Homing of invasive Burmese pythons in South Florida: evidence for map and compass senses in snakes

Biology Letters
By: , and 

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Abstract

Navigational ability is a critical component of an animal's spatial ecology and may influence the invasive potential of species. Burmese pythons (Python molurus bivittatus) are apex predators invasive to South Florida. We tracked the movements of 12 adult Burmese pythons in Everglades National Park, six of which were translocated 21–36 km from their capture locations. Translocated snakes oriented movement homeward relative to the capture location, and five of six snakes returned to within 5 km of the original capture location. Translocated snakes moved straighter and faster than control snakes and displayed movement path structure indicative of oriented movement. This study provides evidence that Burmese pythons have navigational map and compass senses and has implications for predictions of spatial spread and impacts as well as our understanding of reptile cognitive abilities.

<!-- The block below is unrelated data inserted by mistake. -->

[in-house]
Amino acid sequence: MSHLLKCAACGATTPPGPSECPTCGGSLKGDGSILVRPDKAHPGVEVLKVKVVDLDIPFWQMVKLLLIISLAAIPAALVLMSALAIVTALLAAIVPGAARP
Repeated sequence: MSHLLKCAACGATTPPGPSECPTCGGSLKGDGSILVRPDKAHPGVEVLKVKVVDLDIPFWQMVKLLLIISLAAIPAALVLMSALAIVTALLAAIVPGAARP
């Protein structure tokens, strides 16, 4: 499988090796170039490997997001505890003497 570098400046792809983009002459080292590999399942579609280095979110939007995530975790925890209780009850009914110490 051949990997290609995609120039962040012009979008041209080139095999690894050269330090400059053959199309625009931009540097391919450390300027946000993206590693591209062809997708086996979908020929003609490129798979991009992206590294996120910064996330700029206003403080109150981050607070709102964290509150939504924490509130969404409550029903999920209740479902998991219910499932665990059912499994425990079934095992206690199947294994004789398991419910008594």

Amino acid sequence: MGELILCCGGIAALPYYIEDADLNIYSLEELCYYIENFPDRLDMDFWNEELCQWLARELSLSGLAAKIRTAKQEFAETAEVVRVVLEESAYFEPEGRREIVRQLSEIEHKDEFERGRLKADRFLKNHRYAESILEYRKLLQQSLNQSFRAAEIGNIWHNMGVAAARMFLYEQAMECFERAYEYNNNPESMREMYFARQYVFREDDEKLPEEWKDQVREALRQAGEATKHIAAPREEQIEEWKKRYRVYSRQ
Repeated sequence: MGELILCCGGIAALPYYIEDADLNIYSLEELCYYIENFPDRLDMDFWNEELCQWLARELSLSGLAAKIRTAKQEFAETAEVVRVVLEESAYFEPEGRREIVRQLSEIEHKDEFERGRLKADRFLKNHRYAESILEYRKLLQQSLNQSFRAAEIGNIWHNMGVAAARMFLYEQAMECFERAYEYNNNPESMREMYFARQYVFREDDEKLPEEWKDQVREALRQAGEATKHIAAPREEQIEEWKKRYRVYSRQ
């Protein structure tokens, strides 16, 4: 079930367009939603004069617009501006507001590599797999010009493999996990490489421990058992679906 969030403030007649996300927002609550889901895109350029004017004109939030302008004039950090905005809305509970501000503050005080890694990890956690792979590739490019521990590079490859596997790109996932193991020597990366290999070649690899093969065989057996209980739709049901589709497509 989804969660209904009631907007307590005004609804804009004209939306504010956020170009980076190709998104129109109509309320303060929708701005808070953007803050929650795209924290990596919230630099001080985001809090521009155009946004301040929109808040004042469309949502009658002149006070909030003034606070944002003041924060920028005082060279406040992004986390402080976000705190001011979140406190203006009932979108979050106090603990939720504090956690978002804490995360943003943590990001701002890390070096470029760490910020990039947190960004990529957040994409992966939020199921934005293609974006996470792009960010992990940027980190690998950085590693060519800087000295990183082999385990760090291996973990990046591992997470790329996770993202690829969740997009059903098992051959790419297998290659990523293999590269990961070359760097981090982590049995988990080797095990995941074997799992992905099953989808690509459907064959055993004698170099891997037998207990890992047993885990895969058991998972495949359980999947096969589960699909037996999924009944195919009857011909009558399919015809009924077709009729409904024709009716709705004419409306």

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Additional publication details

Publication type Article
Publication Subtype Journal Article
Title Homing of invasive Burmese pythons in South Florida: evidence for map and compass senses in snakes
Series title Biology Letters
DOI 10.1098/rsbl.2014.0040
Volume 10
Issue 3
Year Published 2014
Language English
Publisher The Royal Society
Contributing office(s) Southeast Ecological Science Center
Description 4 p.
Country United States
State Florida
Online Only (Y/N) N
Additional Online Files (Y/N) N